The Mad King

By Edgar Rice Burroughs

Page 99

time. "I wish some excuse would pop up to
which I might hang a reason for beating it to Europe. There's
something doing there. Nearly everybody has declared war upon
everybody else, and here I am stagnating in peace. I'd even welcome
a tornado."

His excuse was to come sooner than he imagined. That night, after
the other members of his family had retired, Barney sat smoking
within a screened porch off the living-room. His thoughts were upon
a trim little figure in riding togs, as he had first seen it nearly
two years before, clinging desperately to a runaway horse upon the
narrow mountain road above Tafelberg.

He lived that thrilling experience through again as he had many
times before. He even smiled as he recalled the series of events
that had resulted from his resemblance to the mad king of Lutha.

They had come to a culmination at the time when the king, whom
Barney had placed upon a throne at the risk of his own life,
discovered that his savior loved the girl to whom the king had been
betrothed since childhood and that the girl returned the American's
love even after she knew that he had but played the part of a king.

Barney's cigar, forgotten, had long since died out. Not even its
former fitful glow proclaimed his presence upon the porch, whose
black shadows completely enveloped him. Before him stretched a wide
acreage of lawn, tree dotted at the side of the house. Bushes hid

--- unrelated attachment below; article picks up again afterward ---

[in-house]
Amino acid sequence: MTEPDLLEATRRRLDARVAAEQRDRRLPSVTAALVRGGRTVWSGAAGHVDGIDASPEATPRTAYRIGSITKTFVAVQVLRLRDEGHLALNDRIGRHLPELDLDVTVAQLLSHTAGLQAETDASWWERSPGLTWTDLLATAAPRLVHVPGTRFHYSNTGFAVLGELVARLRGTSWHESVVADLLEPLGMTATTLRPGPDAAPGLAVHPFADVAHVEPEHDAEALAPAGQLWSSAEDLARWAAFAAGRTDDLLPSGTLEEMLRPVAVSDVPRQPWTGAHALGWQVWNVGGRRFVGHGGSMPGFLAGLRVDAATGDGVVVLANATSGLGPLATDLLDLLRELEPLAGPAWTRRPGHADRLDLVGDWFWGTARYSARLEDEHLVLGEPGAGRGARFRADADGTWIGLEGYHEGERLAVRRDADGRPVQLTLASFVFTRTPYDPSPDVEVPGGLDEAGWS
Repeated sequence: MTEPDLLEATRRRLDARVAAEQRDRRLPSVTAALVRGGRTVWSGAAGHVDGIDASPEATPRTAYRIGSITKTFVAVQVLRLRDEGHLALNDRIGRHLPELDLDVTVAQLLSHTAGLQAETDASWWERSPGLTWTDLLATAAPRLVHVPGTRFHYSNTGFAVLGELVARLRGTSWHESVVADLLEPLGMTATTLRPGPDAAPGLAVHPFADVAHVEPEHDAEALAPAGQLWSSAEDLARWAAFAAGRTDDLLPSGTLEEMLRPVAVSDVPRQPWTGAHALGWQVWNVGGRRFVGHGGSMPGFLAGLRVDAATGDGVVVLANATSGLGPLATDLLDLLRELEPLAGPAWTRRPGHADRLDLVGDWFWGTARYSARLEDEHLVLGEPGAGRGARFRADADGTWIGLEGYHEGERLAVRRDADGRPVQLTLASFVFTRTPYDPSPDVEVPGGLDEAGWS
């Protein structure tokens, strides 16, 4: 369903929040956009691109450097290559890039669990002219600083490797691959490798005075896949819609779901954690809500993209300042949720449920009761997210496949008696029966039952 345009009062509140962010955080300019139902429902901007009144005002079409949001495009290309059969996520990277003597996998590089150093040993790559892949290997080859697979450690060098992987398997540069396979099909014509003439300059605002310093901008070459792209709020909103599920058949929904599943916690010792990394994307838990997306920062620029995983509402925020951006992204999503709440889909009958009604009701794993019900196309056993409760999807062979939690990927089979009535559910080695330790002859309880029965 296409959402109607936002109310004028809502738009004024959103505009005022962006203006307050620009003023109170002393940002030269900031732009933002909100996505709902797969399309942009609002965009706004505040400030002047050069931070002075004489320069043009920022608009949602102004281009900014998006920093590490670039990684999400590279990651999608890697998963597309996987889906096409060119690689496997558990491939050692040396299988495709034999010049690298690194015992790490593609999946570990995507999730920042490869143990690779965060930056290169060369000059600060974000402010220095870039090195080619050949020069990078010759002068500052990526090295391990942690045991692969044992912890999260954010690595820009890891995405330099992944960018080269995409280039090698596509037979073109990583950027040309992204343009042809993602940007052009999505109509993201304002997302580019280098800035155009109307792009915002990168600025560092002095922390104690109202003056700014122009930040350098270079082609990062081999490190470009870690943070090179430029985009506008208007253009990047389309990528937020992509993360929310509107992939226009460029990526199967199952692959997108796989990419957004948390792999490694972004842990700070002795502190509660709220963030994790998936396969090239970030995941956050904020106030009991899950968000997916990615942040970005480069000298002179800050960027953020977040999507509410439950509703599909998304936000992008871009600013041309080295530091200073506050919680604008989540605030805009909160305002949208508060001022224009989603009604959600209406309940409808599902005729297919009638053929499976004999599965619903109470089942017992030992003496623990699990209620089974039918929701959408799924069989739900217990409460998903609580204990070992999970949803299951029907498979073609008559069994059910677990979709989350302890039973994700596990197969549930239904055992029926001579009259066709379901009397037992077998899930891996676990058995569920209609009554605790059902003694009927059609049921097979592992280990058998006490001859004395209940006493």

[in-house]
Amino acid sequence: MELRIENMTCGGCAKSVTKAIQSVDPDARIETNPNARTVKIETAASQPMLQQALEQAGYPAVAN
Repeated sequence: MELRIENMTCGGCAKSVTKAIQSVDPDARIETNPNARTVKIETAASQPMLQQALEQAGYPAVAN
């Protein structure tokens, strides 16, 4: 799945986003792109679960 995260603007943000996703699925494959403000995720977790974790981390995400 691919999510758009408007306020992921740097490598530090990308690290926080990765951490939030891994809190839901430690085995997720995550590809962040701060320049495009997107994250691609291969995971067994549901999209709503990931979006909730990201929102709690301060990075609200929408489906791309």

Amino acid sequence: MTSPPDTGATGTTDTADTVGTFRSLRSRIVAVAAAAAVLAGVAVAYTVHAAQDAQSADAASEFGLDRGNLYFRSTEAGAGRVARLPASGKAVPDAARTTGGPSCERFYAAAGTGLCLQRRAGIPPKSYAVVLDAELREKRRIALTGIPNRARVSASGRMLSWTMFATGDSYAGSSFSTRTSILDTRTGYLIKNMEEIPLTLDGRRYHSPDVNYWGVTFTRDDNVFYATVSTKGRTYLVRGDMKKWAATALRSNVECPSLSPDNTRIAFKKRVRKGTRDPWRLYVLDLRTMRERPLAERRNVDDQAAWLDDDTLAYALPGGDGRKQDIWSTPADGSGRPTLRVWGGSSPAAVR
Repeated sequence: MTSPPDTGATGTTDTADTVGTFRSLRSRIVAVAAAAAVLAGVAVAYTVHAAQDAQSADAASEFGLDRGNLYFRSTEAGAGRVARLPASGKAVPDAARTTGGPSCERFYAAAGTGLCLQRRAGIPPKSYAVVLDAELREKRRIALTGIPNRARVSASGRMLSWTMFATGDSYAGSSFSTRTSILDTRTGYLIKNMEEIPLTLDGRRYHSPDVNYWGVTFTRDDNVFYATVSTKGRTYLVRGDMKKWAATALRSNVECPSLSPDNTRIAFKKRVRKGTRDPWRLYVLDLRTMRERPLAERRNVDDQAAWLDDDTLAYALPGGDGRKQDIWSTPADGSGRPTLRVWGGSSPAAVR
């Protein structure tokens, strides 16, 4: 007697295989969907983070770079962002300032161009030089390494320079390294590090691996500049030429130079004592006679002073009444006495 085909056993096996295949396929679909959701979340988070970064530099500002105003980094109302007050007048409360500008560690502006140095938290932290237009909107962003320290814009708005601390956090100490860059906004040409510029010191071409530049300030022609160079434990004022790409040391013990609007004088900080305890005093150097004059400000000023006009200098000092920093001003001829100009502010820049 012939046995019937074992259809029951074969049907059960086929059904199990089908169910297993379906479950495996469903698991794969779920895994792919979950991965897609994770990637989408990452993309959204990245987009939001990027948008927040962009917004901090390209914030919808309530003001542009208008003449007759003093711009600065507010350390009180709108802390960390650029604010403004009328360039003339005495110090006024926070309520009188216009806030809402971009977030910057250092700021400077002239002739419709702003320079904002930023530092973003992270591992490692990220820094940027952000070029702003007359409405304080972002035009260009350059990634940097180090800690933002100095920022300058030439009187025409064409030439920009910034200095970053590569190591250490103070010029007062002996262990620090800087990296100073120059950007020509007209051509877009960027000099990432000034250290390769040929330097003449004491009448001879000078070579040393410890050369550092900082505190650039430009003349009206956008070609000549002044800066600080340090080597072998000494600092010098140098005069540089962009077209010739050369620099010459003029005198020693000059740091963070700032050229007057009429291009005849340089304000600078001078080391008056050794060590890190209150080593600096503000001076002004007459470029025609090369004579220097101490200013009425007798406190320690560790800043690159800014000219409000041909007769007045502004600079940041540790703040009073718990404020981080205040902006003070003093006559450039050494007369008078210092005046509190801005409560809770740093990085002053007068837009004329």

the stone wall that marked the boundary of the Custer grounds and
extended here and there out upon the sward among the trees. The
night was moonless but clear. A faint light pervaded the scene.

Barney sat staring straight ahead, but his gaze did not stop upon
the familiar objects of the foreground. Instead it spanned two
continents and an ocean to rest upon the little spot of woodland and
rugged mountain and lowland that is Lutha. It was with an effort
that the man suddenly focused his attention upon that which lay
directly before him. A shadow among the trees had moved!

Barney Custer sat perfectly still, but now he was suddenly alert and
watchful. Again the shadow moved where no shadow should be moving.
It crossed from the shade of one tree to another. Barney came
cautiously to his feet. Silently he entered the house, running
quickly to a side door that opened upon the grounds. As he drew it
back its hinges gave forth no sound. Barney looked toward the spot
where he had seen the shadow. Again he saw it scuttle

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